82
drank Darjeeling Black by Shanti Tea
1997 tasting notes

Sipdown no. 105 of the year 2014.

I did a little more research before I steeped this time. I had been surprised to find steeping instructions for darjeelings at less than boiling water temps. Then I read further and it appears that that is a recommendation for a first flush darjeeling, whereas a higher temp and lower steeping time is recommended for a second flush.

This being a second flush, I decided to up the water temp this time and see what happens.

First off, there’s a big difference in liquor color. The liquor this time is the color of maple syrup. Second, the aroma is different. It’s much more sharp and darjeeling-like, and I think for the first time I really understand the muscatel references. I still haven’t put my hands on an actual muscatel wine (the BF is embarrassed to buy any or for me to buy any given its reputation as a wino wine) but for the first time, I am smelling wine and not just a wine-like aroma. There’s still something that is nutty as well.

The flavor is much richer steeped this way, too. Instead of water chestnuts, I get something that is almost cocoa, definitely musky and woodsy, with a grapey tang. It’s astringent, but not painfully so.

I’m fairly sure this is how I should have steeped it the first time. Bumping the rating slightly.

Preparation
Boiling 3 min, 0 sec

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I got obsessed with tea in 2010 for a while, then other things intruded, then I cycled back to it. I seem to be continuing that in for a while, out for a while cycle. I have a short attention span, but no shortage of tea.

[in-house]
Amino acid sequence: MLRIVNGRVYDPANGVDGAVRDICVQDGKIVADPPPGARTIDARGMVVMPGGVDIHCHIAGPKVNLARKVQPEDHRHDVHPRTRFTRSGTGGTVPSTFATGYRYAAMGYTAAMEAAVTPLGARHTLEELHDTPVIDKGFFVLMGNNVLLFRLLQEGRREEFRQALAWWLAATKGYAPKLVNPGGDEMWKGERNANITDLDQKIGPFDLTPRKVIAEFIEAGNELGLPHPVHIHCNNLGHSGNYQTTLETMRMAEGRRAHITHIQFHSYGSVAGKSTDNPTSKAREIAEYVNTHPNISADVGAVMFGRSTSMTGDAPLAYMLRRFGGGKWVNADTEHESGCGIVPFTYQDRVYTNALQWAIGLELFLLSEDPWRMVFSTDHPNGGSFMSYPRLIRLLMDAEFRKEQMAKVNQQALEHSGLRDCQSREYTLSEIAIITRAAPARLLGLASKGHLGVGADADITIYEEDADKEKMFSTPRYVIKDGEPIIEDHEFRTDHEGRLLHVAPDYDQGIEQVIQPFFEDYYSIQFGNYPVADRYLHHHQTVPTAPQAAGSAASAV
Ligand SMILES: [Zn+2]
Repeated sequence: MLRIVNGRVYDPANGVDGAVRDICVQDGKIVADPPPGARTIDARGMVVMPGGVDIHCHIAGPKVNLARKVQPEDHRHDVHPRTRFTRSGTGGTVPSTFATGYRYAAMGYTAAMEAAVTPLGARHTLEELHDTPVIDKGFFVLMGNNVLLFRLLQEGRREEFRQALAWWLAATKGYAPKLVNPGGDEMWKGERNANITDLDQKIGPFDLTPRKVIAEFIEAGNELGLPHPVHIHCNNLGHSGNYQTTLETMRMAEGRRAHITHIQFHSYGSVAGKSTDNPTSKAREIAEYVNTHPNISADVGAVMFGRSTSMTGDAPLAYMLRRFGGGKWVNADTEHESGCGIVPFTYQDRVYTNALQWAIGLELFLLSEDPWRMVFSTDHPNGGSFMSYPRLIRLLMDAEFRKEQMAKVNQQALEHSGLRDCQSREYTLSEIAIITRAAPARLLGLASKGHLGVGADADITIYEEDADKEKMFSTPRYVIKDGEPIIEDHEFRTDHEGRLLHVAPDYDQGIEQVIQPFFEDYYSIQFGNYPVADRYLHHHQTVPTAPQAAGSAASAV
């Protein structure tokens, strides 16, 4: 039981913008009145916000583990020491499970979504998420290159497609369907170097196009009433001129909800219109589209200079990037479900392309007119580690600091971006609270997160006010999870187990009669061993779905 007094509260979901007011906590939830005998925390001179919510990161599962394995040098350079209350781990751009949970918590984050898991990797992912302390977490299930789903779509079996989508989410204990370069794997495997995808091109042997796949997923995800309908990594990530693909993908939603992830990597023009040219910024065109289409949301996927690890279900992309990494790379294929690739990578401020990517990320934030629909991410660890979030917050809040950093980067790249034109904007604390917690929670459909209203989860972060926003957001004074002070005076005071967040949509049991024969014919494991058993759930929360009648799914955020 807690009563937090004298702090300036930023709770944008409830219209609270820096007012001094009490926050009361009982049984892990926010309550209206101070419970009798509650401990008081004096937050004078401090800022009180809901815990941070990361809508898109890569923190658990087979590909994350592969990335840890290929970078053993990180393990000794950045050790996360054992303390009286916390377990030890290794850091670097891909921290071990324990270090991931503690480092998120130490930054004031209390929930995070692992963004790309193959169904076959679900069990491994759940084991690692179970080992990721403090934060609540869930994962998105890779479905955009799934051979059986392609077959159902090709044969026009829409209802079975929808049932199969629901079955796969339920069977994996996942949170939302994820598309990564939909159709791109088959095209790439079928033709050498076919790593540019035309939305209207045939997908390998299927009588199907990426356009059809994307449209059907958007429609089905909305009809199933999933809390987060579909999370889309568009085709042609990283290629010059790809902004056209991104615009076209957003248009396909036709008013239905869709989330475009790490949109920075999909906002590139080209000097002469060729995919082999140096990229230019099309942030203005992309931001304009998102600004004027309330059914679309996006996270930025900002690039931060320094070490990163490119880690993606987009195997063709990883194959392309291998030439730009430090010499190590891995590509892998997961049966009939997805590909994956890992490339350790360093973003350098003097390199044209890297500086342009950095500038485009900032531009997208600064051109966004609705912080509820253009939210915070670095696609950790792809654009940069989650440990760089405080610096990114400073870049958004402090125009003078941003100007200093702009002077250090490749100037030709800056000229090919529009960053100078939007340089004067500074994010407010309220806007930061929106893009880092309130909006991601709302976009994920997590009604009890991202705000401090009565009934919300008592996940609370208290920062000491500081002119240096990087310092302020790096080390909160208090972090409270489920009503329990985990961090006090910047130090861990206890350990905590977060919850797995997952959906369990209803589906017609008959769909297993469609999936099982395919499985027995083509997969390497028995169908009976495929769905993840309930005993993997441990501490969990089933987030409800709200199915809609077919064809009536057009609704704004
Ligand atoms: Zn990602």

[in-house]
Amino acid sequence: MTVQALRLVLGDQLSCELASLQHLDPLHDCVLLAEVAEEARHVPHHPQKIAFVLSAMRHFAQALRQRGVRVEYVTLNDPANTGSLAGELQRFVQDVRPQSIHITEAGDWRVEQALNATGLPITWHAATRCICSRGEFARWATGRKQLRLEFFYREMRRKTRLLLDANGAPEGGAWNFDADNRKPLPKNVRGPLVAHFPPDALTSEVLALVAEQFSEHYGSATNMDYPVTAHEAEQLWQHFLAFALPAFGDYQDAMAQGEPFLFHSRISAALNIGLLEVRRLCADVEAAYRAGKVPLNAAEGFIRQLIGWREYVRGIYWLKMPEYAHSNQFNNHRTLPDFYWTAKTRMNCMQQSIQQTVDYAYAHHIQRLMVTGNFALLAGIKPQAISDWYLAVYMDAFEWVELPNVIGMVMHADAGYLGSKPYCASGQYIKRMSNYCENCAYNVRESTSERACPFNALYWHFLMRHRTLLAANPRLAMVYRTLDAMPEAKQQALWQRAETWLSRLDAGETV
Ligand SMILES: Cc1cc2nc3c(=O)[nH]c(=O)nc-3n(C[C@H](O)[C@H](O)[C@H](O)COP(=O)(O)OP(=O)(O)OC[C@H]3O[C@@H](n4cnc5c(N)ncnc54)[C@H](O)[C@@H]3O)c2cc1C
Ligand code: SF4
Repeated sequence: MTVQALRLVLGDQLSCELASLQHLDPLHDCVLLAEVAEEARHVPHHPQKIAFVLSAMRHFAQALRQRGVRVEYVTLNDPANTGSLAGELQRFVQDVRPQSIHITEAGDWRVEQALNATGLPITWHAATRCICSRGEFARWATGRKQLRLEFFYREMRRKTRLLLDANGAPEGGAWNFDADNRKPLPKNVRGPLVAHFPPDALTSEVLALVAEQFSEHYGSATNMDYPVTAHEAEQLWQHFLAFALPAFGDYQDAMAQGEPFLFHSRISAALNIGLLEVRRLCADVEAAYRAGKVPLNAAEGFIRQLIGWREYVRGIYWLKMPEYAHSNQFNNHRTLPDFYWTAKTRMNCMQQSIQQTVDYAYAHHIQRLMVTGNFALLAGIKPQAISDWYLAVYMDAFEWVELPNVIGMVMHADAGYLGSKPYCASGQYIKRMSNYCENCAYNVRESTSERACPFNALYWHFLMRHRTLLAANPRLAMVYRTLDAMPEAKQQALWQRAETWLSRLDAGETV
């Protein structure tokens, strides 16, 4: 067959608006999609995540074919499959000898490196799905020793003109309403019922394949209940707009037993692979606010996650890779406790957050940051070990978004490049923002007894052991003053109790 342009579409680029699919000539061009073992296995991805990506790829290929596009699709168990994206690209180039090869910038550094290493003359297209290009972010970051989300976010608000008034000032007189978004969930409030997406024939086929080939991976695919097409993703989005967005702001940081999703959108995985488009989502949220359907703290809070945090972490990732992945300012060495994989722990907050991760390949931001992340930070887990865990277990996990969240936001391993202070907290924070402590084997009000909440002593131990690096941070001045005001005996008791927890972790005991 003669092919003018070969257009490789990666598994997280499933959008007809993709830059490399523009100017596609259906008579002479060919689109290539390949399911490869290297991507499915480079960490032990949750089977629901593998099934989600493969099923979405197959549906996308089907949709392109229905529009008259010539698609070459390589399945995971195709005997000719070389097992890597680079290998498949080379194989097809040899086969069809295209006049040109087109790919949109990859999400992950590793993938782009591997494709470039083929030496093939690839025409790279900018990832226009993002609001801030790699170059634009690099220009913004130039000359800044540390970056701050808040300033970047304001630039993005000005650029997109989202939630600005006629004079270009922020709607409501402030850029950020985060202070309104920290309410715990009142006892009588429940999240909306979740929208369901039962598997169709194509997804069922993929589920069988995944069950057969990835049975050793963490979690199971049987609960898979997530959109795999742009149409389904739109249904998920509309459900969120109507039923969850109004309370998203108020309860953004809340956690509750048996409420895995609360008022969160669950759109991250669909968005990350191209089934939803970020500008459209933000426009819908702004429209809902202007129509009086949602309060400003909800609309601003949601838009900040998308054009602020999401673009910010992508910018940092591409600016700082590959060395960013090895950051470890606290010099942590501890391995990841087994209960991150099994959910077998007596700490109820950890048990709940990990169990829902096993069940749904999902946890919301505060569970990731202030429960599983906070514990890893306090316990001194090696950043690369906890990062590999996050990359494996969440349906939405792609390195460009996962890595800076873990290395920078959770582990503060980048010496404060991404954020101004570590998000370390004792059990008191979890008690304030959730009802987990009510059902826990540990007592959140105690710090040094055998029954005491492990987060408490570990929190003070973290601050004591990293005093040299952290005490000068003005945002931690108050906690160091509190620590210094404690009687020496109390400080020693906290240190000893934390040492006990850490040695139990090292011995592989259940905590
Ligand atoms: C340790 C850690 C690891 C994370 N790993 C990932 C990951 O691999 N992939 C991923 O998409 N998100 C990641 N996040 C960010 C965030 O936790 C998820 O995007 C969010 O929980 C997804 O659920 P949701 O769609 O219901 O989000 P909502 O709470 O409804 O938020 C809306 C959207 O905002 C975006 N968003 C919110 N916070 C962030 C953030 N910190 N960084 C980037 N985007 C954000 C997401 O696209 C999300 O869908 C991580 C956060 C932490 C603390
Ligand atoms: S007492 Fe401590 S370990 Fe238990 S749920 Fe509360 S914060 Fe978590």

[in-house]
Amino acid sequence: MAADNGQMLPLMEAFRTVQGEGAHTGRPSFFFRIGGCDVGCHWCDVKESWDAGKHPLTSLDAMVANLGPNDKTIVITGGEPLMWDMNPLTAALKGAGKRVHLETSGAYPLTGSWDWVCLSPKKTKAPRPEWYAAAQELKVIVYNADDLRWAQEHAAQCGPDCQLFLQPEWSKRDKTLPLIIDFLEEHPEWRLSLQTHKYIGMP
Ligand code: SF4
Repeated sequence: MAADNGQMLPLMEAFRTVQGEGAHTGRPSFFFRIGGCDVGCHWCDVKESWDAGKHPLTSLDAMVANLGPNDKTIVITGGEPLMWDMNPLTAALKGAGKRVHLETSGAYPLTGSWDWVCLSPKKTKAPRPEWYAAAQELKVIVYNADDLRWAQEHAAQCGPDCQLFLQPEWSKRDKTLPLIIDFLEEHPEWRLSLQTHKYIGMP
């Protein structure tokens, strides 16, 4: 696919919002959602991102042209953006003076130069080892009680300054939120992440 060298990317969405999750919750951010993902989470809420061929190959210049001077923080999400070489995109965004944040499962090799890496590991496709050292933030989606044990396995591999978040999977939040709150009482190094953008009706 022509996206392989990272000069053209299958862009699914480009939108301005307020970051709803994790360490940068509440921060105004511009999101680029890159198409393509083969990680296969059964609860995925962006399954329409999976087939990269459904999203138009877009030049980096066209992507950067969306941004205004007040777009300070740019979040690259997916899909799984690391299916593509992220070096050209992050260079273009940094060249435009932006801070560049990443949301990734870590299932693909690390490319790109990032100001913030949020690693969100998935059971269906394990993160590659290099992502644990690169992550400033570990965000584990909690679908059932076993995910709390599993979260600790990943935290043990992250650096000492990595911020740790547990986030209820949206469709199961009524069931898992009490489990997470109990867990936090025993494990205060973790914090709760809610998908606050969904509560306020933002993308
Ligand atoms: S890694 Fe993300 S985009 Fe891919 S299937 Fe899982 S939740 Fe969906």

I’m a mom, writer, gamer, lawyer, reader, runner, traveler, and enjoyer of life, literature, art, music, thought and kindness, in no particular order. I write fantasy and science fiction under the name J. J. Roth.

Personal biases: I drink tea without additives. If a tea needs milk or sugar to improve its flavor, its unlikely I’ll rate it high. The exception is chai, which I drink with milk/sugar or substitute. Rooibos and honeybush were my gateway drugs, but as my tastes developed they became less appealing — I still enjoy nicely done blends. I do not mix well with tulsi or yerba mate, and savory teas are more often a miss than a hit with me. I used to hate hibiscus, but I’ve turned that corner. Licorice, not so much.

Since I find others’ rating legends helpful, I added my own. But I don’t really find myself hating most things I try.

I try to rate teas in relation to others of the same type, for example, Earl Greys against other Earl Greys. But if a tea rates very high with me, it’s a stand out against all other teas I’ve tried.

95-100 A once in a lifetime experience; the best there is

90-94 Excellent; first rate; top notch; really terrific; will definitely buy more

80-89 Very good; will likely buy more

70-79 Good; would enjoy again, might buy again

60-69 Okay; wouldn’t pass up if offered, but likely won’t buy again

Below 60 Meh, so-so, iffy, or ick. The lower the number, the closer to ick.

I don’t swap. It’s nothing personal, it’s just that I have way more tea than any one person needs and am not lacking for new things to try. Also, I have way too much going on already in daily life and the additional commitment to get packages to people adds to my already high stress level. (Maybe it shouldn’t, but it does.)

That said, I enjoy reading folks’ notes, talking about what I drink, and getting to “know” people virtually here on Steepster so I can get ideas of other things I might want to try if I can ever again justify buying more tea. I also like keeping track of what I drink and what I thought about it.

My current process for tea note generation is described in my note on this tea: https://steepster.com/teas/mariage-freres/6990-the-des-impressionnistes

Location

Bay Area, California

Website

http://www.jjroth.net

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